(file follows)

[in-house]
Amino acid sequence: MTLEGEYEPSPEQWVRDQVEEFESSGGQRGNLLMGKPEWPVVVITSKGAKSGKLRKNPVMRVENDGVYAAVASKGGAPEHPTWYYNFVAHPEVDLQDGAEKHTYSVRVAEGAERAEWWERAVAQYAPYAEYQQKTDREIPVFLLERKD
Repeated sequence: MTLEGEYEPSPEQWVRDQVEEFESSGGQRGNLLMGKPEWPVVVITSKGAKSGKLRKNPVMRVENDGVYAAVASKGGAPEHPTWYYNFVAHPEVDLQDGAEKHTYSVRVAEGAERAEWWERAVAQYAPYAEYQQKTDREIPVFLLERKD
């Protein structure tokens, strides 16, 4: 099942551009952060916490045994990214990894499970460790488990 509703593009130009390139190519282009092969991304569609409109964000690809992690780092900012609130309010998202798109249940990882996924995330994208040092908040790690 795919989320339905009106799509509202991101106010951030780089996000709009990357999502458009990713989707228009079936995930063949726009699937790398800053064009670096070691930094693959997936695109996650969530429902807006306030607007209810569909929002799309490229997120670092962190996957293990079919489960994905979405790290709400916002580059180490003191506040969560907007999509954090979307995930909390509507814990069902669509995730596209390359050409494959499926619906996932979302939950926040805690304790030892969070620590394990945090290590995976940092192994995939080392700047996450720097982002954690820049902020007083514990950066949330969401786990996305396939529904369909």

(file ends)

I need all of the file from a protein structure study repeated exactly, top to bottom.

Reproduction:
[in-house]
Amino acid sequence: MTLEGEYEPSPEQWVRDQVEEFESSGGQRGNLLMGKPEWPVVVITSKGAKSGKLRKNPVMRVENDGVYAAVASKGGAPEHPTWYYNFVAHPEVDLQDGAEKHTYSVRVAEGAERAEWWERAVAQYAPYAEYQQKTDREIPVFLLERKD
Repeated sequence: MTLEGEYEPSPEQWVRDQVEEFESSGGQRGNLLMGKPEWPVVVITSKGAKSGKLRKNPVMRVENDGVYAAVASKGGAPEHPTWYYNFVAHPEVDLQDGAEKHTYSVRVAEGAERAEWWERAVAQYAPYAEYQQKTDREIPVFLLERKD
């Protein structure tokens, strides 16, 4: 099942551009952060916490045994990214990894499970460790488990 509703593009130009390139190519282009092969991304569609409109964000690809992690780092900012609130309010998202798109249940990882996924995330994208040092908040790690 795919989320339905009106799509509202991101106010951030780089996000709009990357999502458009990713989707228009079936995930063949726009699937790398800053064009670096070691930094693959997936695109996650969530429902807006306030607007209810569909929002799309490229997120670092962190996957293990079919489960994905979405790290709400916002580059180490003191506040969560907007999509954090979307995930909390509507814990069902669509995730596209390359050409494959499926619906996932979302939950926040805690304790030892969070620590394990945090290590995976940092192994995939080392700047996450720097982002954690820049902020007083514990950066949330969401786990996305396939529904369909």